On Mon, May 16, 2005 at 12:49:13PM -0700, Larry Wall wrote: > On Tue, May 17, 2005 at 01:48:20AM +0800, Autrijus Tang wrote: > : This evaluates to 1 in Perl 5: > : > : not 4,3,2,1,0; > : > : Namely, the "not" listOp is taking the last of a variadic, non-slurpy > : argument list, boolify it, and return its negation. > : > : What is the Perl 6 signature that correspond to this behaviour? > > There is none. Wherever Perl 5 defaults to "last of list", Perl > 6 doesn't. If you wanted to emulate it in user code, you'd have "is > context(Scalar)" or some such and then explicitly ignore all but the > last value in your implementation. But no built-ins rely on C-comma > behavior.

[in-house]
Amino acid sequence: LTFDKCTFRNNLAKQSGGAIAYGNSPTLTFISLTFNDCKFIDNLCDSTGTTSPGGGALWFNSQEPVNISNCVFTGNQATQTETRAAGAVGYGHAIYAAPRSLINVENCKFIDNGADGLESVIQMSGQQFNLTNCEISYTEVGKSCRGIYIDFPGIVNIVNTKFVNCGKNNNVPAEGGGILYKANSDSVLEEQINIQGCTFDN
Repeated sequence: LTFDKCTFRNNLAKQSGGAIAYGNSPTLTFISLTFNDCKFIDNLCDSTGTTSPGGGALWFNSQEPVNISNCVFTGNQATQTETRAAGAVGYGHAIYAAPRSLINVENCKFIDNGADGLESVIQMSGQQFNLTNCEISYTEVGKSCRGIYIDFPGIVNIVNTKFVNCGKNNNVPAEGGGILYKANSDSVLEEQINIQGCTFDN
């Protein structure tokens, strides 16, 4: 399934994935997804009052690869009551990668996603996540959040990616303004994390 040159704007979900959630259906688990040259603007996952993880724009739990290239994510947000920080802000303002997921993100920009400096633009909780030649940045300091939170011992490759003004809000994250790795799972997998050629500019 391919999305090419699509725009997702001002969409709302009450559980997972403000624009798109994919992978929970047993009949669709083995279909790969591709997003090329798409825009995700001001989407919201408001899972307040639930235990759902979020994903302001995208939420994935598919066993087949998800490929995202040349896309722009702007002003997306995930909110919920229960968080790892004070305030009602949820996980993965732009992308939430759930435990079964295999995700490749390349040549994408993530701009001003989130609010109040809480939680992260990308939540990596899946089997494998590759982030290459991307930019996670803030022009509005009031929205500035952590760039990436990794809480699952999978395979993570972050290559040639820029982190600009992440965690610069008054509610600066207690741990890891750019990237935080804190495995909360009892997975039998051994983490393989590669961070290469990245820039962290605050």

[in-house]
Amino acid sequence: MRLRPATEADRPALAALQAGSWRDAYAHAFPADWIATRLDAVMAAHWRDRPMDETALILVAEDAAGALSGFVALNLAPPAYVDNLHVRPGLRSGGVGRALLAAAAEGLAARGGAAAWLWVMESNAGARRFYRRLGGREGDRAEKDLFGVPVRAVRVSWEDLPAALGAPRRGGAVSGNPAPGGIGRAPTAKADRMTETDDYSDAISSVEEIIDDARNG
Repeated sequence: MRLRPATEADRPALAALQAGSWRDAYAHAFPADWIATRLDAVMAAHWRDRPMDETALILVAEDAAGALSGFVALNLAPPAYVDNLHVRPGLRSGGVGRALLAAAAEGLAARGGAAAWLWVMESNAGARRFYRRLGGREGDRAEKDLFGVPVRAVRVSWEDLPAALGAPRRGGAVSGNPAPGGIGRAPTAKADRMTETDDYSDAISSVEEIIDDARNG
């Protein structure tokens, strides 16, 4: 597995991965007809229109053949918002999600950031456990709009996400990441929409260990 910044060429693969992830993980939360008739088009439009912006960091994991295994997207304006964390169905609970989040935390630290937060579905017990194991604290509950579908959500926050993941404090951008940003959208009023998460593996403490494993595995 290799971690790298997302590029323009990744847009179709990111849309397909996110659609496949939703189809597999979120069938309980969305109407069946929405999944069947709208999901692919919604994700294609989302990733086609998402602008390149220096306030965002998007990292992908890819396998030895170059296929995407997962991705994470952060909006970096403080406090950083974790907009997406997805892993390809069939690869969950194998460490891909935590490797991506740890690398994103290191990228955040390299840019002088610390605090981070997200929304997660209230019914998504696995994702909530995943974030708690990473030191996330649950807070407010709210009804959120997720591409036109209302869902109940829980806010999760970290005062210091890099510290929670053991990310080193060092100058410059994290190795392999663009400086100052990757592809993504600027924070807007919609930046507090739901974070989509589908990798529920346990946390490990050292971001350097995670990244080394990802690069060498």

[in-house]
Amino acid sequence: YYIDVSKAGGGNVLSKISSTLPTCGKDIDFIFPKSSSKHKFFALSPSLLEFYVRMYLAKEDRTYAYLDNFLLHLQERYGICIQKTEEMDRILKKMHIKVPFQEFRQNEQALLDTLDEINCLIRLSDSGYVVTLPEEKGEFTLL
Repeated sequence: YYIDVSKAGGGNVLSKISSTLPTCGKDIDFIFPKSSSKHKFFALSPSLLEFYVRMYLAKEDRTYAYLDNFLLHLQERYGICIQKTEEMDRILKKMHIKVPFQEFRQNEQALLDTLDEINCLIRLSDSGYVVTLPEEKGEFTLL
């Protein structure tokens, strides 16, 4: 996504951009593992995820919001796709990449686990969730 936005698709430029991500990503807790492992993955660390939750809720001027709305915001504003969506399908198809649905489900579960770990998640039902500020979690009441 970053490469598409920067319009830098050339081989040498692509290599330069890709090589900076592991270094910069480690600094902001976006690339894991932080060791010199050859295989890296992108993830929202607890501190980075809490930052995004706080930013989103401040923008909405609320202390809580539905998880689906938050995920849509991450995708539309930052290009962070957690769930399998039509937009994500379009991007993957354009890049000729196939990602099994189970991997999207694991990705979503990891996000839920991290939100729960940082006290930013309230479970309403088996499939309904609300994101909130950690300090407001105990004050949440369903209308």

Ok, but I'm still not too sure about what signature will Perl 6's ¬ have, that can impose singular context on each of its argument (so that not(@foo) won't flatten), but still accept an unlimited number of arguments. It's something like: multi sub not (Bool $x1) multi sub not (Bool $x1, Bool $x2) multi sub not (Bool $x1, Bool $x2, Bool $x3) ... But I'm not sure about how to express it in one line. > No. In list context it should do !俎4,3,2,1,0]. In scalar context it > should probably return something like !any(4,3,2,1,0) or none(4,3,2,1,0) > or whatever we decide makes our collective brain hurt the least. IMHO, having not($x, $y, $z) simply mean !(any($x, $y, $z)) is easiest to explain. Thanks, /Autrijus/
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